Yankeemetrics: August 15-17 (Rays)

Derek Jeter had the game-winning hit on Saturday. (Photo: Steve Nesius/AP Photo) Yankees got Cobb-ered There are not many things you can predict about baseball except this one: You can't win if you don't score any runs. The Yankees proved that statement to be true in a 5-0 loss to the Rays on Friday night.

It was their fifth straight loss in the season series against Tampa Bay, their longest single-season losing streak vs the Rays in franchise history.

It was also their fifth straight loss overall, with a total of just seven runs scored in the five losses. The last time they had a five-game stretch with five losses and no more than seven total runs was in May 1995.

Derek Jeter had two hits for his 1,007th career multi-hit game, breaking a tie with the Braves' Hank Aaron for the third-most multi-hit games with one team. The only players with more are the Cardinals’ Stan Musial (1,059) and the Tigers’ Ty Cobb (1,211), according to the Elias Sports Bureau.

Alex Cobb pitcher another gem against the Yankees lowering his ERA to 1.75 in eight career starts against them. That is the lowest ERA vs Yankees by any pitcher to make his debut in the Live Ball Era (since 1920) and have more than five starts against the team.

He is 5-0 in his last six starts vs New York, with no more than two runs in each game. That is tied with five other pitchers for the longest streak of unbeaten starts against the Yankees with two or fewer runs allowed in each outing over the last 100 years.

Captain Clutch strikes again Even at 40 years old, Derek Jeter can still play the role of hero for the Yankees. His tie-breaking RBI single in the ninth inning was the game-winner for the Yankees on Saturday afternoon, snapping their five-game losing streak in style.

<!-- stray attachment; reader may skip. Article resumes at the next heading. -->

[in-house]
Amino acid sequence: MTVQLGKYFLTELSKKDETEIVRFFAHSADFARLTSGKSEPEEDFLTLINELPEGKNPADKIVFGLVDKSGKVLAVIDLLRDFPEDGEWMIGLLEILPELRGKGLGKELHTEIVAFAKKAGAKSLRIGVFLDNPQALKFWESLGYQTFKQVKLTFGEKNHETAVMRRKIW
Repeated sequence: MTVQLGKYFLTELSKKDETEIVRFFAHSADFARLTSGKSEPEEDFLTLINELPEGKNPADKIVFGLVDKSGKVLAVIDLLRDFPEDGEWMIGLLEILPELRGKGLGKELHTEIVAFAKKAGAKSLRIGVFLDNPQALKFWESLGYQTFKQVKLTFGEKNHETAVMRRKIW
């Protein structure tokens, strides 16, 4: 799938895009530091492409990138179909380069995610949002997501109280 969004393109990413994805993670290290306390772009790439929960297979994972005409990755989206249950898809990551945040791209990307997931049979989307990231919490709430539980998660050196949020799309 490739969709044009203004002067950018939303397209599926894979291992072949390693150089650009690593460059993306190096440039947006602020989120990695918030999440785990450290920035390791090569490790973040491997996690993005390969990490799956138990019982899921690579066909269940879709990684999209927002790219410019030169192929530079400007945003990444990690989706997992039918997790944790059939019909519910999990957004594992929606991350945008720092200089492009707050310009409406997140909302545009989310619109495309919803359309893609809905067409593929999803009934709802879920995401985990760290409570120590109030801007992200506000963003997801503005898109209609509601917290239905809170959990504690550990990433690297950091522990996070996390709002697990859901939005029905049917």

Jeter is just the fourth Yankee age 40 or older with go-ahead hit in the ninth inning or later. He joins Raul Ibanez (one in 2012), Enos Slaughter (four in 1957 and 1958), and Johnny Mize (two in 1953) in this exclusive club.

It was his 12th career go-ahead hit in the ninth inning or later, but amazingly just the second time it was a "Jeterian" hit to right field. The other such opposite field hit came on June 2, 2006 at Baltimore.

Jeter's single came off a 99 mph fastball from Jake McGee, the only hit of any kind that Jeter has against a pitch that fast over the last seven seasons (as far back as we have pitch f/x data).

Shane Greene continued to make his case for a spot in the starting rotation in 2015 with another strong effort, allowing two runs over six innings while striking out a career-high 10 batters.

With that performance, he entered the franchise record books, becoming the first Yankee rookie with a 10-strikeout game against the Rays. He is also the first Yankee with at least 10 strikeouts in six innings pitched or fewer this early into his career (8th game or earlier) over the last 100 years.

Winning streaks are fun The Yankees took the series against the Rays with a 4-2 win on Sunday, winning back-to-back games for the first time in what seems like forever (actually 9 days).

Hiroki Kuroda bounced back from a rough outing last week to allow only two runs in six-plus innings for the win. He worked both sides of the plate and kept the ball out of the batters' sweetspot, throwing a season-low 15 percent of pitches to the vertical middle-third of the zone. Kuroda struck out just one batter and instead relied on his infield defense, which converted 10 of his 11 groundballs into outs.

Mark Teixeira's eighth inning homer gave the Yankees a two-run cushion and was the 361st of his career, tying Joe DiMaggio for 80th place on the all-time list.

It was also his 20th homer of the season, the 11th time he has reached that mark in his 12 MLB seasons. He is the 14th player in MLB history with at least 11 20-homer seasons in his first 12 MLB seasons, but just the fourth switch-hitter to do it. The others are Chipper Jones, Eddie Murray and Mickey Mantle.